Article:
Virtual talk by Jens Kober on Robots Learning (Through) Interactions

Following RIVM guidelines, we will host a completely virtual seminar in the Delta Lab Deep Learning Seminar Series. We will livestream the talk at the brand-new AMLab YouTube channel, starting May 7th at 11:00 CEST:
https://www.youtube.com/channel/UC-UamuSbKi_Dcaa4wlEyqlA
(Note: in we need to change the streaming link because of technical problems, look for updates here)

Abstract:
The acquisition and self-improvement of novel motor skills is among the most important problems in robotics. Reinforcement learning and imitation learning are two different but complimentary machine learning approaches commonly used for learning motor skills.
In this seminar, Jens Kober will discuss various learning techniques we developed that can handle complex interactions with the environment. Complexity arises from non-linear dynamics in general and contacts in particular, taking multiple reference frames into account, dealing with high-dimensional input data, interacting with humans, etc. A human teacher is always involved in the learning process, either directly (providing demonstrations) or indirectly (designing the optimization criterion), which raises the question: How to best make use of the interactions with the human teacher to render the learning process efficient and effective?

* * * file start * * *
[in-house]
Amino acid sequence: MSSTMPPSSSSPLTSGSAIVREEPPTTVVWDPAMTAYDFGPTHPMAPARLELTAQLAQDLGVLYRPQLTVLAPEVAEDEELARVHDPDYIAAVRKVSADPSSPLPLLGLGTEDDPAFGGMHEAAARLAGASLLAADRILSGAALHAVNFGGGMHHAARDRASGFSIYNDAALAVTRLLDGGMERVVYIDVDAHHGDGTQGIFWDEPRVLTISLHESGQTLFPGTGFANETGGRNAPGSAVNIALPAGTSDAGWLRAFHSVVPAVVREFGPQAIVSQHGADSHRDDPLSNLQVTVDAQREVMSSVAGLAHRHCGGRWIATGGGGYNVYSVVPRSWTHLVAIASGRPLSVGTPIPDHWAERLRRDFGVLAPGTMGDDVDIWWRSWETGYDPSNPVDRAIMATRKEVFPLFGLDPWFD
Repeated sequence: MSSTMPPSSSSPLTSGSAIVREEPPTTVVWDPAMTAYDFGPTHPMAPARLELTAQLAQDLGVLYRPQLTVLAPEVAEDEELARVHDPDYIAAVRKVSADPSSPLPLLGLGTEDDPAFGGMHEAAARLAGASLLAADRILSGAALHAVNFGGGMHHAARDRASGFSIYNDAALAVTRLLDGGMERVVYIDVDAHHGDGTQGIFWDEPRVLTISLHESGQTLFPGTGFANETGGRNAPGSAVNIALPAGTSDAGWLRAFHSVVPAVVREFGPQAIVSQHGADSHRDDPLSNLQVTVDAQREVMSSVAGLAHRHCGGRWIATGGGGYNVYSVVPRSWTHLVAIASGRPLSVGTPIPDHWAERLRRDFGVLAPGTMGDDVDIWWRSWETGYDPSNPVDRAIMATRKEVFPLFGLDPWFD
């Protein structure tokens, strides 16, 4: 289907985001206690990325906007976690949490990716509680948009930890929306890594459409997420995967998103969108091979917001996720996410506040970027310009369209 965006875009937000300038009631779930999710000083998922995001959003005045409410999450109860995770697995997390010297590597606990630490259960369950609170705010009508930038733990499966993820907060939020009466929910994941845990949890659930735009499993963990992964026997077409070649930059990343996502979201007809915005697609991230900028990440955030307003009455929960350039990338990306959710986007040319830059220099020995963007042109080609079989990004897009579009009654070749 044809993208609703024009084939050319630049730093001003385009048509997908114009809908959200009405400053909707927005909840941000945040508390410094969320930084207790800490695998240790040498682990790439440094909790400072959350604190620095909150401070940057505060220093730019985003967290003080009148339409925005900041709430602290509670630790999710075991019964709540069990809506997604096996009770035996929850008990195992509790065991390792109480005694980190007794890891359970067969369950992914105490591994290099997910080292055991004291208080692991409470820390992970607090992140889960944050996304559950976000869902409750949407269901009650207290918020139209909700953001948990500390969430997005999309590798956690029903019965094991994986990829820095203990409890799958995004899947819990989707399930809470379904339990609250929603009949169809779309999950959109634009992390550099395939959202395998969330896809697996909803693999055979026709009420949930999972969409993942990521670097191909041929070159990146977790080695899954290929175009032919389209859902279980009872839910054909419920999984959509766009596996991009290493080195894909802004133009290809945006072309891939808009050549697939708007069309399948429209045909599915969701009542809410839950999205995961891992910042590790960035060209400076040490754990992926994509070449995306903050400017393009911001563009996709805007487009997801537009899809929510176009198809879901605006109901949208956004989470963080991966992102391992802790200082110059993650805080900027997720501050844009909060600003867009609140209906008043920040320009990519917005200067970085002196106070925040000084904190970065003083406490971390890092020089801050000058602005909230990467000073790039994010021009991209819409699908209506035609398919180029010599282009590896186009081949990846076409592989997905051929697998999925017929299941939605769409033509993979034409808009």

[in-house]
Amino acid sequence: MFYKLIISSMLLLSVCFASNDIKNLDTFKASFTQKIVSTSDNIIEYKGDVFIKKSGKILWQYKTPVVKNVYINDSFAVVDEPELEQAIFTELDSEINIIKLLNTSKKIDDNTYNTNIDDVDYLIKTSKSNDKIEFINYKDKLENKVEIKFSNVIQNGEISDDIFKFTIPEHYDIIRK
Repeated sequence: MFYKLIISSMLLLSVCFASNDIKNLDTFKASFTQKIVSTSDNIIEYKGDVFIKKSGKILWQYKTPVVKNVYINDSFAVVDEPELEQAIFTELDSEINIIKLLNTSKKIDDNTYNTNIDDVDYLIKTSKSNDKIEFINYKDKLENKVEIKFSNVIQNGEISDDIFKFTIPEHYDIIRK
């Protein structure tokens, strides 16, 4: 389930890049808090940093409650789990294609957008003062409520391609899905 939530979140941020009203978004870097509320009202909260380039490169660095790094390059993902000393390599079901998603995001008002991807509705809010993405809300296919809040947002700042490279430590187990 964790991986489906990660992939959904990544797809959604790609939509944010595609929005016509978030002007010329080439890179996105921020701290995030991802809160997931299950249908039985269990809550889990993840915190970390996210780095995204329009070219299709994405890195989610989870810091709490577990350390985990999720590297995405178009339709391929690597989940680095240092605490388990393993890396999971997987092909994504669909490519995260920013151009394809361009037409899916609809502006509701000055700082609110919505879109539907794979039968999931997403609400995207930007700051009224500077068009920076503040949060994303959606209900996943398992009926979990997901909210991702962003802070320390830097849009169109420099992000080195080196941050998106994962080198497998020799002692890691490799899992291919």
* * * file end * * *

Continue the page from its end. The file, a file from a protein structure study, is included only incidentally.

All these concepts will be illustrated with benchmark tasks and real robot experiments ranging from fun (ball-in-a-cup) to more applied (unscrewing light bulbs).

Jens Kober is an associate professor at the TU Delft, Netherlands. He worked as a postdoctoral scholar jointly at the CoR-Lab, Bielefeld University, Germany and at the Honda Research Institute Europe, Germany. He graduated in 2012 with a PhD Degree in Engineering from TU Darmstadt and the MPI for Intelligent Systems. For his research he received the annually awarded Georges Giralt PhD Award for the best PhD thesis in robotics in Europe, the 2018 IEEE RAS Early Academic Career Award, and has received an ERC Starting grant. His research interests include motor skill learning, (deep) reinforcement learning, imitation learning, interactive learning, and machine learning for control.